Federation Bells Bronze-alloy bells on galvanised-steel poles, 2002 public art installation, Melbourne, Australia

- Image ID: E67FX1
Kirsty McLaren / Alamy Stock Photo
Image ID: E67FX1
Federation Bells Designers Neil McLachlan and Anton Hasell Bronze-alloy bells on galvanised-steel poles, 2002Owned by Arts Victoria; managed and programmed by City of Melbourne Birrarung Marr, near Exhibition St extension The Federation Bells installation was commissioned by the Victorian government in 1998, as part of commemorative celebrations for the centenary of Australian federation (1901). Designed by Neil McLachlan and Anton Hasell in collaboration with Swaney Draper Architects, the installation comprises 39 upturned bells of differing sizes, mounted on poles ranging from two to six metres high. The size of each bell determines its pitch, and collectively the pitch ranges over four octaves. Most of the bells are harmonic and very pure in their tone; seven are polytonal, so able to play more than one pitch with a single hammer strike. Unlike most modern Western instruments, the bells are ‘just tuned’, a system that follows a harmonic series in nature and means the bells emit a unique sound; music created for the bells must be composed with this system in mind. Seven Australian composers were commissioned to create pieces of four to five minutes for the launch of the bells. Computer-controlled hammers strike the bells to the tune of the programmed compositions. In 2008, the City of Melbourne launched a website (www.federationbells.com.au) to allow members of the public to compose their own pieces for the bells. By walking among the bells or listening to them from up to 100 metres away, visitors have different aural experiences of the music. Eminent scientist and Australian of the Year (2000) Sir Gustav Nossal launched the Federation Bells installation on 26 January 2002. In 2005, the poles underwent a structural upgrade to ensure the longevity of the work.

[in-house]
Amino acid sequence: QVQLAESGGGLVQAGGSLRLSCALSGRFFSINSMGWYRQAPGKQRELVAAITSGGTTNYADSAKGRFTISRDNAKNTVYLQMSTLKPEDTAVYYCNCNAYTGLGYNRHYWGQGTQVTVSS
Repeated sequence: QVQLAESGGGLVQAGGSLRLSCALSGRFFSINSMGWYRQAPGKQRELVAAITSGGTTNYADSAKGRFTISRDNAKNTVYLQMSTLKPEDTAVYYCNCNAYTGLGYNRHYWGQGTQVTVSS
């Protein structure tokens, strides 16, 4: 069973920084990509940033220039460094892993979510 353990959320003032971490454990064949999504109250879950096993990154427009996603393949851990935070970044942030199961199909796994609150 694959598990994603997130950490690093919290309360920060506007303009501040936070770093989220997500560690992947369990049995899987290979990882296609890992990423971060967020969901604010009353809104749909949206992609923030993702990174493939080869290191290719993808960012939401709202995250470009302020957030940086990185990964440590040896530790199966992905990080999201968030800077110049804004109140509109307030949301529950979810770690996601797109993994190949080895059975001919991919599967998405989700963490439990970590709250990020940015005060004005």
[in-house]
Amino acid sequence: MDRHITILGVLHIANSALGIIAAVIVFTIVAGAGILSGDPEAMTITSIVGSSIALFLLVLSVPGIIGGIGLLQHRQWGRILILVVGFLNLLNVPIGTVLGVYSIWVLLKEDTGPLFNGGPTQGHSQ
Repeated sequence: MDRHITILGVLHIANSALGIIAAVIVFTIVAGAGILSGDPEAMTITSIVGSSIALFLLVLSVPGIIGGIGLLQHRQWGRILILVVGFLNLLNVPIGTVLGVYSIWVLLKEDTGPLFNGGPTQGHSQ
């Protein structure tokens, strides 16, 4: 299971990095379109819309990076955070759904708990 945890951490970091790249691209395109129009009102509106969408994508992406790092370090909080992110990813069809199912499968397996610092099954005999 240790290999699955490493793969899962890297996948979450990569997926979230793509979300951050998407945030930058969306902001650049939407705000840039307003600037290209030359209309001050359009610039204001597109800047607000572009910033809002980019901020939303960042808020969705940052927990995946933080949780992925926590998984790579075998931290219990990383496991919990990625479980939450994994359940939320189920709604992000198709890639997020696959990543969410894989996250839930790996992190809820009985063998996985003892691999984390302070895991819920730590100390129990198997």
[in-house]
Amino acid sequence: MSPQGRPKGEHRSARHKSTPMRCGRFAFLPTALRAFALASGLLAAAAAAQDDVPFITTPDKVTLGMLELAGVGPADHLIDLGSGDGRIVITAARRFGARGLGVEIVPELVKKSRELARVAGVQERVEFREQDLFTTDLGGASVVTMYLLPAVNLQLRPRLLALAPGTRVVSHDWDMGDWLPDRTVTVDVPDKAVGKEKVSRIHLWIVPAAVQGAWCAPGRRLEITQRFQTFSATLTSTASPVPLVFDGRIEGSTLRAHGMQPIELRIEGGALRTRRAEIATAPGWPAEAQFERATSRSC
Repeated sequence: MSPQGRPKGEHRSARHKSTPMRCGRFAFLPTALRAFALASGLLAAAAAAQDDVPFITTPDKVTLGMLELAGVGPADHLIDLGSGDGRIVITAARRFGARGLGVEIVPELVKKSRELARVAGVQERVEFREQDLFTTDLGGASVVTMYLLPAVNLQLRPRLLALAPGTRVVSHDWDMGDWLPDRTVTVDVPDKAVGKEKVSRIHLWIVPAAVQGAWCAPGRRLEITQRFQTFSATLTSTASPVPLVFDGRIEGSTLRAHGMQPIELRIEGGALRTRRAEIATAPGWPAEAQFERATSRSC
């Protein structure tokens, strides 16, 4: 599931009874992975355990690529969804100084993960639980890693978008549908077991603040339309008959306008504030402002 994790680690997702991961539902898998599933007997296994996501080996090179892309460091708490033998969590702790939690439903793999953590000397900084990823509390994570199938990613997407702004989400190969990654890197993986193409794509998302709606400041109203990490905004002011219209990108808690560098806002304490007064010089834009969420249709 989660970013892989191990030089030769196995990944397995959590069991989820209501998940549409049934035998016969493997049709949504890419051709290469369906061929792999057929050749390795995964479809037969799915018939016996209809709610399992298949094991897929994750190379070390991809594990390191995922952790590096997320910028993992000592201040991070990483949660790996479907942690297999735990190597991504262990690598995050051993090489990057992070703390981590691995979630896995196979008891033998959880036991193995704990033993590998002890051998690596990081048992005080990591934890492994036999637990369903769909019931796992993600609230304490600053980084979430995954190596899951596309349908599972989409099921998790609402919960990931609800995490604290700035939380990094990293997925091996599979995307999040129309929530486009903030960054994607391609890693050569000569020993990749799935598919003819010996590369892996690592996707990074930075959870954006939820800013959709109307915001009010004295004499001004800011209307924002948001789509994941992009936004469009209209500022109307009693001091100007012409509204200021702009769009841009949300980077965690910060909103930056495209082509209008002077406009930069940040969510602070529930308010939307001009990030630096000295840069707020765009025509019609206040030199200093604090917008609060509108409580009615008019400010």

Location: Melbourne, Victoria, Australia